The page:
What is art? is a big question.
I was surprised, though, when Google came up with only 91,100 listings for the question.
Here are two listings of note.
What Is Art and Why Does It Matter?, from the Yale University Art Gallery
Excerpts from Leo Tolstoy's 1896 essay, What is Art?, posted courtesy of Julie Van Camp, a philosophy professor
Here, we'll answer the question, briefly, by confining our answer to why art is important for our ways-of-working and our photographs.
Many of my students are not interested in art photography.
They want to do better photographs of their families, for example.
Yet, better photographs, in general, have aspects of art photography in them.
Let's say you have children or nieces and nephews.
Julia Margaret Cameron wrote:
... I longed to arrest all beauty that came before me, and at length the longing has been satisfied. Its difficulty enhanced the value of the pursuit. I began with no knowledge of the art. I did not know where to place my dark box, how to focus my sitter, and my first picture I effaced to my consternation by rubbing my hand over the filmy side of the glass. It was a portrait of a farmer of Freshwater, who, to my fancy, resembled Bolingbroke.
Having succeeded with one farmer, I next tried two children ... and I now produced a picture which I called "My First Success."
Personal sympathy has helped me on very much. My husband from first to last has watched every picture with delight, and it is my daily habit to run to him with every glass upon which a fresh glory is newly stamped, and to listen to his enthusiastic applause. This habit of running into the dining room with my wet pictures has stained an immense quantity of table linen with nitrate of silver, indelible stains, that I should have been banished from any less indulgent household.1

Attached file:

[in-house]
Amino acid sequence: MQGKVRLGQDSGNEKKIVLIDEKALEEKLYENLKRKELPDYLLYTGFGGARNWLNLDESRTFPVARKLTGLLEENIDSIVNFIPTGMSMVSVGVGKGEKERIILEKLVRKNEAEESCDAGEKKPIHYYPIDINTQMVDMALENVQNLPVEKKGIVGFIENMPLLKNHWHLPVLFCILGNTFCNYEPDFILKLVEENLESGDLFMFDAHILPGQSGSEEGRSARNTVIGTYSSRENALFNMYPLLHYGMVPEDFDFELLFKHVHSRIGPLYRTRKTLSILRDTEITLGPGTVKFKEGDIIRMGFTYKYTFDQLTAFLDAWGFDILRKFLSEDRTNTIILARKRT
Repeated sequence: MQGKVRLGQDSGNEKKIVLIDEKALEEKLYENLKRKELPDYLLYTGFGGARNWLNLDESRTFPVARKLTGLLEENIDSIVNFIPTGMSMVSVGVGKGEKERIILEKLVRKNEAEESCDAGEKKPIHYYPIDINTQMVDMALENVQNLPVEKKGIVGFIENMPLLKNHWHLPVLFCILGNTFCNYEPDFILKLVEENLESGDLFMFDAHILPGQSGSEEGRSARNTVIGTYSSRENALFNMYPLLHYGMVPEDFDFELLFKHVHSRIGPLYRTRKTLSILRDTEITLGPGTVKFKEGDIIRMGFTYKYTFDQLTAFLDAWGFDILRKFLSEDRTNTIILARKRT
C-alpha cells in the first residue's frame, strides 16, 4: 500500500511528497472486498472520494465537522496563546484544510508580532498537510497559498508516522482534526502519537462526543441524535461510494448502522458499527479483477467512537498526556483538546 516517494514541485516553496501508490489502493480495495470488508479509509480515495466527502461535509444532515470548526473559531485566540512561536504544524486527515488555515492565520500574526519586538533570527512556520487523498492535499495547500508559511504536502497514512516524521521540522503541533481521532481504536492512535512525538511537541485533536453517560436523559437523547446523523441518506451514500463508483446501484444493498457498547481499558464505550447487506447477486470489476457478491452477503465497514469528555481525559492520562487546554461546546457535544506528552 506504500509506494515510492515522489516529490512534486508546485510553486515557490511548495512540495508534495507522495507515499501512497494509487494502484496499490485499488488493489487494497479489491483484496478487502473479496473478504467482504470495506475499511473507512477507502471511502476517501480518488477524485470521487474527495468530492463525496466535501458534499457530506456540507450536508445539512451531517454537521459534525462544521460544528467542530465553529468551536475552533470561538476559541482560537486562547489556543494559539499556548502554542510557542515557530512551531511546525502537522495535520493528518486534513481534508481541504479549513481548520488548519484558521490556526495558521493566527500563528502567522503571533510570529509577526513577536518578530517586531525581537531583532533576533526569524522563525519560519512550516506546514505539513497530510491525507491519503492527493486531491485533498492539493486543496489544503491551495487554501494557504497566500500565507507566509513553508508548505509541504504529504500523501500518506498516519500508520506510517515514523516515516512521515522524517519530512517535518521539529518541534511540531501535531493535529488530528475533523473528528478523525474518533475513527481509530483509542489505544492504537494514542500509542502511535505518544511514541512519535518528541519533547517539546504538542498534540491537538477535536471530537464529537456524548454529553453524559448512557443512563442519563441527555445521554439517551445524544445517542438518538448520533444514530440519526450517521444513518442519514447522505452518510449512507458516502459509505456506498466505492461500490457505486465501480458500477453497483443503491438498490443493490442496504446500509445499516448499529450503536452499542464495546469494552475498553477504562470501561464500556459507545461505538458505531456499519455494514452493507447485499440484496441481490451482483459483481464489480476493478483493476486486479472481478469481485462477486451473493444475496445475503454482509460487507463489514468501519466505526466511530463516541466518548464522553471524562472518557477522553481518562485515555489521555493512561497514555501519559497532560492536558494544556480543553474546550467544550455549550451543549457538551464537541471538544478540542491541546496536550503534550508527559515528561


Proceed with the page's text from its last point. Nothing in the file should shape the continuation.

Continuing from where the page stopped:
When you learn from Julia Margaret Cameron, your photographs of children will be better.
By learning how she worked, along with looking at her photographs.
Often, we only look at the photographs, the product, rather than the ways-of-working, the process.
That's the reason for this book.
The discussion about what is art often is often mostly about the objects:
Which objects have an aura called art and which don't?
What makes them good art, bad art, or nothing at all.
The discussion often turns to function, and asked what these objects are for, what they can do.
The above threads appear when the question is answered from the perspective of the viewer.
Odd, isn't it, that it's the viewer of art who is often its final arbiter, not the artist.
The answer to the question, from the perspective of the photographer, is different.
For photographers, art is the doing of art, our ways-of-working, along with the photographs.
For many photographers, the picking up of a camera is more important than the resulting photographs.
Years ago I photographed some graffiti on a wall in Washington, DC.
Art is anything you can get away with.
The graffiti writer attributed the quote to Andy Warhol
I add to Warhol's statement:
As long as you don't hurt anyone.
If you're working in branches of photography that are less about personal expression, such as photojournalism, forensic photography, medical photography, and advertising, photographers must follow the ethical principles of each area.
Do you want to sell your work?
If a collector buys a print, is your work art?
Recognition is a great motivator.
Photographers need to join groups, whether it be in person or online, and to submit to contests, and to get shows in our local public libraries, and so forth.
It's art if you like your way-of-working.
1 Cameron, J. M. (1996/1874). Annals of my glass house. Reprinted in L. Heron & V. Williams (Eds.), Illuminations: Women writing on photography from the 1850s to the present. Durham, NC: Duke University Press. Also reprinted in Newhall, B. (1980). Photography: Essays & images. New York: Museum of Modern Art.